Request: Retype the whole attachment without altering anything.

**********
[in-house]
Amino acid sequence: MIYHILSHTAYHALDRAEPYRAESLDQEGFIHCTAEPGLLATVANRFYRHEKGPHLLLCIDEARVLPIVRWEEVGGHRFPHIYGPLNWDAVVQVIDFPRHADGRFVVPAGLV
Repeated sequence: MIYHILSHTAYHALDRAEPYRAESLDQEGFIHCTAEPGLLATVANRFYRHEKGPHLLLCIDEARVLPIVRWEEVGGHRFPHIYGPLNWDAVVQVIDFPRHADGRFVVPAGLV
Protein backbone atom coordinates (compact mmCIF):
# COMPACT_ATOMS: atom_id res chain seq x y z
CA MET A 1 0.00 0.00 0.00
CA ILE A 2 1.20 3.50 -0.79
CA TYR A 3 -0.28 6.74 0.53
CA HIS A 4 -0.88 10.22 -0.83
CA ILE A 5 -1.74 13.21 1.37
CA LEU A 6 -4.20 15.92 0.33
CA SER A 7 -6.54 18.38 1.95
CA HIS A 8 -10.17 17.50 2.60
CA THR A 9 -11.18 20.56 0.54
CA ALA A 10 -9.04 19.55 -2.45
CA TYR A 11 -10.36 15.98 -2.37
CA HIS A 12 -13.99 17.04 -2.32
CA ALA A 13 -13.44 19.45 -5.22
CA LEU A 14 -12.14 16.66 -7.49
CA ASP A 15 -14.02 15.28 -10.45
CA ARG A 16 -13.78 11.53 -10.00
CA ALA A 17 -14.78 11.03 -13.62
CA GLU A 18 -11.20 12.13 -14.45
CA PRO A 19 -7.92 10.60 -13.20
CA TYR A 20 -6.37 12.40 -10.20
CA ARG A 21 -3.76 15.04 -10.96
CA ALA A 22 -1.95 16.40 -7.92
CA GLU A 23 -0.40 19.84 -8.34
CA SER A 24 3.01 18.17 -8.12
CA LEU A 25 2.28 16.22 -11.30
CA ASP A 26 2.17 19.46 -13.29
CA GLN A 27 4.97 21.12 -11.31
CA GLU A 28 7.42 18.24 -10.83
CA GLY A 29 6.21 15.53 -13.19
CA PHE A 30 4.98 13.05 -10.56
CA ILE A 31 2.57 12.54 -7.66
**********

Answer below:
[in-house]
Amino acid sequence: MIYHILSHTAYHALDRAEPYRAESLDQEGFIHCTAEPGLLATVANRFYRHEKGPHLLLCIDEARVLPIVRWEEVGGHRFPHIYGPLNWDAVVQVIDFPRHADGRFVVPAGLV
Repeated sequence: MIYHILSHTAYHALDRAEPYRAESLDQEGFIHCTAEPGLLATVANRFYRHEKGPHLLLCIDEARVLPIVRWEEVGGHRFPHIYGPLNWDAVVQVIDFPRHADGRFVVPAGLV
Protein backbone atom coordinates (compact mmCIF):
# COMPACT_ATOMS: atom_id res chain seq x y z
CA MET A 1 0.00 0.00 0.00
CA ILE A 2 1.20 3.50 -0.79
CA TYR A 3 -0.28 6.74 0.53
CA HIS A 4 -0.88 10.22 -0.83
CA ILE A 5 -1.74 13.21 1.37
CA LEU A 6 -4.20 15.92 0.33
CA SER A 7 -6.54 18.38 1.95
CA HIS A 8 -10.17 17.50 2.60
CA THR A 9 -11.18 20.56 0.54
CA ALA A 10 -9.04 19.55 -2.45
CA TYR A 11 -10.36 15.98 -2.37
CA HIS A 12 -13.99 17.04 -2.32
CA ALA A 13 -13.44 19.45 -5.22
CA LEU A 14 -12.14 16.66 -7.49
CA ASP A 15 -14.02 15.28 -10.45
CA ARG A 16 -13.78 11.53 -10.00
CA ALA A 17 -14.78 11.03 -13.62
CA GLU A 18 -11.20 12.13 -14.45
CA PRO A 19 -7.92 10.60 -13.20
CA TYR A 20 -6.37 12.40 -10.20
CA ARG A 21 -3.76 15.04 -10.96
CA ALA A 22 -1.95 16.40 -7.92
CA GLU A 23 -0.40 19.84 -8.34
CA SER A 24 3.01 18.17 -8.12
CA LEU A 25 2.28 16.22 -11.30
CA ASP A 26 2.17 19.46 -13.29
CA GLN A 27 4.97 21.12 -11.31
CA GLU A 28 7.42 18.24 -10.83
CA GLY A 29 6.21 15.53 -13.19
CA PHE A 30 4.98 13.05 -10.56
CA ILE A 31 2.57 12.54 -7.66